Democrats and Republicans are vying for control of the political landscape as the campaign season heats up into Tuesday’s midterm election, with Sen. Rick Scott claiming the GOP will win control of the Senate and Rep. Sean Maloney of New York saying that Democrats will keep the House.
“I think we’re going to have a great night,” Scott, R-Fla., said in an interview Sunday with Chuck Todd on NBC’s Meet the Press.
Scott said that Republicans, who currently have 50 senators, will win at least two more seats during the election on Tuesday including in Pennsylvania and Wisconsin.
“We have great candidates. People are showing up to vote. There’s no energy on the Democrat side,” Scott said, adding that voters are concerned about President Joe Biden’s “agenda.”
“People don’t like high inflation, high crime, open borders, fentanyl. That’s what we’re talking about.”
Scott predicted that Republican candidates Mehmet Oz in Pennsylvania, Tedd Budd in North Carolina, Herschel Walker in Georgia and Adam Laxalt in Nevada will win their respective elections and that the GOP “has a shot” at also taking seats in Arizona with Blake Masters, New Hampshire with Don Bolduc, Washington with Tiffany Smiley and Colorado with Joe O’Dea.
The senator also left open the possibility that he will run for Senate majority leader if Republicans gain control of the upper house on Tuesday.
Meanwhile, Maloney told Chuck Todd during his interview with Meet the Press that Democrats are “going to hold this majority.”
“We’re going to defend our mainstream democratic values against the threats to our democracy. We’re going to protect women’s reproductive freedom and voting rights. We’re going to give you cheaper prices for gas and groceries, health care, and housing,” Maloney said.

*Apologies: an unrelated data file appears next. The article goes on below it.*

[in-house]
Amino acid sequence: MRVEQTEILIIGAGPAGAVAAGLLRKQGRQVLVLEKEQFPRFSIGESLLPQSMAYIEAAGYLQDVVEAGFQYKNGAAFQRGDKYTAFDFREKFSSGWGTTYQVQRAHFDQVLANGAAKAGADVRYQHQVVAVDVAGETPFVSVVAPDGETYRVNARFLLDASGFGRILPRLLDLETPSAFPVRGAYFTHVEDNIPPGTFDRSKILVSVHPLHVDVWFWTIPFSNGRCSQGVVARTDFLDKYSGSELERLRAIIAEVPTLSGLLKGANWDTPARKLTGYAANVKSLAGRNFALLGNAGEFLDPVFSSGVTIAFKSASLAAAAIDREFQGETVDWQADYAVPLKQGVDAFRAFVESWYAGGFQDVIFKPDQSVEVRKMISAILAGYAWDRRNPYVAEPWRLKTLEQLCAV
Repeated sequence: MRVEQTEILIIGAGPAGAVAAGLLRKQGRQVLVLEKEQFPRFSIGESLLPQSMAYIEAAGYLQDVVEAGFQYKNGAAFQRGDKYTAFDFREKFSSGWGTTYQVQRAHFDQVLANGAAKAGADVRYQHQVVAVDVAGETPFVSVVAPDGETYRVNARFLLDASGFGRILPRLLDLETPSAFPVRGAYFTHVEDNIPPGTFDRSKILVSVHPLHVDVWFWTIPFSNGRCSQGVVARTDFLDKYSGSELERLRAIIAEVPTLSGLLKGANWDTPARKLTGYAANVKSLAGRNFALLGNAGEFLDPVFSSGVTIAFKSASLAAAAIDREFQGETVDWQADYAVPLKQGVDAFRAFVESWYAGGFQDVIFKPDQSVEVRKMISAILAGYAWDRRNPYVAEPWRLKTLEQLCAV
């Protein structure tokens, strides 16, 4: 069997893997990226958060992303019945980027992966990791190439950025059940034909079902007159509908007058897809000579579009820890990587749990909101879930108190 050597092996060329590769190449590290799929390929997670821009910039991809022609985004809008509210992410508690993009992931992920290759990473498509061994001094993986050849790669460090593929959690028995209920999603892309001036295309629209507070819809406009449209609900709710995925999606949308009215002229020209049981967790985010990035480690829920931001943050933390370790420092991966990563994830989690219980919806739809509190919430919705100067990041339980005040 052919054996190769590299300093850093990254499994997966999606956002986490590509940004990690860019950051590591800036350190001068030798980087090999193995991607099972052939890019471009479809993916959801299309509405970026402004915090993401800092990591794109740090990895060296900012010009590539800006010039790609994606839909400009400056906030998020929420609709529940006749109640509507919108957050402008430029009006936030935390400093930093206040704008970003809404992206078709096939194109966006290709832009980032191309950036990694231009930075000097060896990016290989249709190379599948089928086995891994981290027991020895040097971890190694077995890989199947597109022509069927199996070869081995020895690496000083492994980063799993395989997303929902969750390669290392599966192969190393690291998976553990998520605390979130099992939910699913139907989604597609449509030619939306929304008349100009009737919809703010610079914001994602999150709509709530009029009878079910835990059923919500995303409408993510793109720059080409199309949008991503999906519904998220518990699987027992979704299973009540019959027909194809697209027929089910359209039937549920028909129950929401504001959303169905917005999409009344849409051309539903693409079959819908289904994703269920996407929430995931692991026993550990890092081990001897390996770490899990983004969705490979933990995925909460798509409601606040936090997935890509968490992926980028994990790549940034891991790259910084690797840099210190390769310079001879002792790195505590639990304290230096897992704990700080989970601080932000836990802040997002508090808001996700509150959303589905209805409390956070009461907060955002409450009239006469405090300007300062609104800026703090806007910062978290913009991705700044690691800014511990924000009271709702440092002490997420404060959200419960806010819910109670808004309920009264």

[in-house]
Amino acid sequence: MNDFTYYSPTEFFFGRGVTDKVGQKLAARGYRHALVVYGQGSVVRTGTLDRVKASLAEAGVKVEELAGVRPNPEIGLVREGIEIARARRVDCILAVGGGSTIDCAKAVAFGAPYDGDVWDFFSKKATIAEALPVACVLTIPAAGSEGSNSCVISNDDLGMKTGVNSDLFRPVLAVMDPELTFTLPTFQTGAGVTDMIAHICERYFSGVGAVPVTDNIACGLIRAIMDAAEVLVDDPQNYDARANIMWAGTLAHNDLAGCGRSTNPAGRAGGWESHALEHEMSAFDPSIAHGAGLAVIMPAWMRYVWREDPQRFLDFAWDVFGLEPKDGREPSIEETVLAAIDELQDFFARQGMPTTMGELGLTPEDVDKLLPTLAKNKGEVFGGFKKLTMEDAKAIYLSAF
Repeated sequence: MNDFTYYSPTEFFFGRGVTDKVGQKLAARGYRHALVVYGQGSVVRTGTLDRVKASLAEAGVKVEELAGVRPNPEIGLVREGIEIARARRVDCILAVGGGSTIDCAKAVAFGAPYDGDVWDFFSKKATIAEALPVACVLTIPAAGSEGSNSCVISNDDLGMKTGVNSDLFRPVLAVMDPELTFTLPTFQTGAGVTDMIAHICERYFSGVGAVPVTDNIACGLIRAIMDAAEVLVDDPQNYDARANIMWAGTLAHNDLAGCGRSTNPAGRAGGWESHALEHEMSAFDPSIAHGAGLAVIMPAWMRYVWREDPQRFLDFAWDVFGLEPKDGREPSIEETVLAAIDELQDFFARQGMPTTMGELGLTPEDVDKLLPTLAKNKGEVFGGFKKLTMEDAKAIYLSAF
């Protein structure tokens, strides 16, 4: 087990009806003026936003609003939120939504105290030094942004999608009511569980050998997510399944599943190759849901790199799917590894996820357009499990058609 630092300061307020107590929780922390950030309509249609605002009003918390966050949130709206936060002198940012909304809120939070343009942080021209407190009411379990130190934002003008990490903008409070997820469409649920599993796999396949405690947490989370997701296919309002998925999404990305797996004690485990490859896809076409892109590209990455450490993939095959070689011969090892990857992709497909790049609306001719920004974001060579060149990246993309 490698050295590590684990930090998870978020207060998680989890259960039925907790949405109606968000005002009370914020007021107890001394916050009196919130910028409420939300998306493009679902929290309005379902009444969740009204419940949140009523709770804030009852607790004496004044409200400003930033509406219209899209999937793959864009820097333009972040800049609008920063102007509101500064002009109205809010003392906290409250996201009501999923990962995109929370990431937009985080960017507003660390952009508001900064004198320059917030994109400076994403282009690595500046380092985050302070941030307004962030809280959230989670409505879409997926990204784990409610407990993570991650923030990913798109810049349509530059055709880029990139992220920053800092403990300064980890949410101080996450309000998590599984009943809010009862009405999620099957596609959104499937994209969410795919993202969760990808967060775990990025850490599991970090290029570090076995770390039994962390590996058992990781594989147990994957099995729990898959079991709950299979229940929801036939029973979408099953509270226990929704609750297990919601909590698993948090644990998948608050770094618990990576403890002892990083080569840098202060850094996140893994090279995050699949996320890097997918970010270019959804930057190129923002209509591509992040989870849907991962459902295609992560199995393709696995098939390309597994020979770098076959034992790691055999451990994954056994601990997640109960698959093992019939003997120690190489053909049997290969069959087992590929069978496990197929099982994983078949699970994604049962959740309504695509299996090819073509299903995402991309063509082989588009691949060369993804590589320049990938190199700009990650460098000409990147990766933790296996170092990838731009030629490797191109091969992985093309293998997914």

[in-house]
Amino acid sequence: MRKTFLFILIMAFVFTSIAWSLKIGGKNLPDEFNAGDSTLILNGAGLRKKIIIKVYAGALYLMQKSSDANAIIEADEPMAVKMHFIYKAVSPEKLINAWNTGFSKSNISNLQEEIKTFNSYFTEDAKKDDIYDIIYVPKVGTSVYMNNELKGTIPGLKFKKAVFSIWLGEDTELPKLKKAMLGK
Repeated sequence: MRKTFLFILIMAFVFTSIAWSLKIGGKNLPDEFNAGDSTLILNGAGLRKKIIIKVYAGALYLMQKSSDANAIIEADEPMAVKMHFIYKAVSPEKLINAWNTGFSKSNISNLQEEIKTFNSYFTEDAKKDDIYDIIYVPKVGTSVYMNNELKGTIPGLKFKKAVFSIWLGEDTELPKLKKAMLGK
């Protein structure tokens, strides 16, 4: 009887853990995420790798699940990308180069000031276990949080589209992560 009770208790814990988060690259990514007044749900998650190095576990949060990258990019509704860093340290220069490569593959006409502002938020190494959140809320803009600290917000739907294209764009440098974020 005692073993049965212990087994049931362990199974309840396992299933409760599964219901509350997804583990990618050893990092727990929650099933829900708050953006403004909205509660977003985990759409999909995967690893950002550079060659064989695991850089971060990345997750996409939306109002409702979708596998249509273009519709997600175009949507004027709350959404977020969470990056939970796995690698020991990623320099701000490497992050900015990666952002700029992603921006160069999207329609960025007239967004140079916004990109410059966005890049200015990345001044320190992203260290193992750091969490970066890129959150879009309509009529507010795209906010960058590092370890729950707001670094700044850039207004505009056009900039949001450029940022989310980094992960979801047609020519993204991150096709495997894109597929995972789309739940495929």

“And we’re going to give you safer streets by funding good local policing with accountability but also doing something about gun violence.”
When pressed by Todd about the polling data showing that Democrats will face challenges on Tuesday, Maloney noted that the poll results were “basically tied” with the numbers in 2018.
“I think this race is razor close, and I think everybody who cares about the extremism in this MAGA movement, the racism, the anti-Semitism, the violence needs to get out and vote,” Maloney said.
Maloney predicted that the first thing Republicans will do if they gain control of Congress is to support a national abortion ban, which Biden has already said he would veto.
John Fetterman, a Democrat running for the Senate in Pennsylvania, criticized Republican candidate Mehmet Oz for campaigning with former President Donald Trump and gubernatorial candidate Doug Mastriano on Saturday.
“He wants to try to portray himself now a moderate,” Fetterman said in Harrisburg on Sunday, according to CNN. “There’s no moderating, no moderate, if you’re willing to, to share a stage with somebody like Doug Mastriano.”
Fetterman had shared the stage on Saturday with Biden as well as former President Barack Obama and Democratic gubernatorial candidate Josh Shapiro.
“Our team is 100% sedition free, and of course no one on the stage, in our stages, ever supported pardoning all of the Jan. 6 kind of insurrectionists,” Fetterman said.
“We also support on our stage that the choice of abortion belongs only to women and their doctor.”
Meanwhile, in Florida, Trump and Gov. Ron DeSantis were scheduled to hold dueling rallies in the state with the former president stumping for Sen. Marco Rubio, who he previously nicknamed “Little Marco,” in Miami and the latter for his own reelection in Sun City near St. Petersburg.
Trump on Saturday had hinted that he will run for reelection in 2024 while he hit out at DeSantis while giving him the nickname “DeSanctimonious.”
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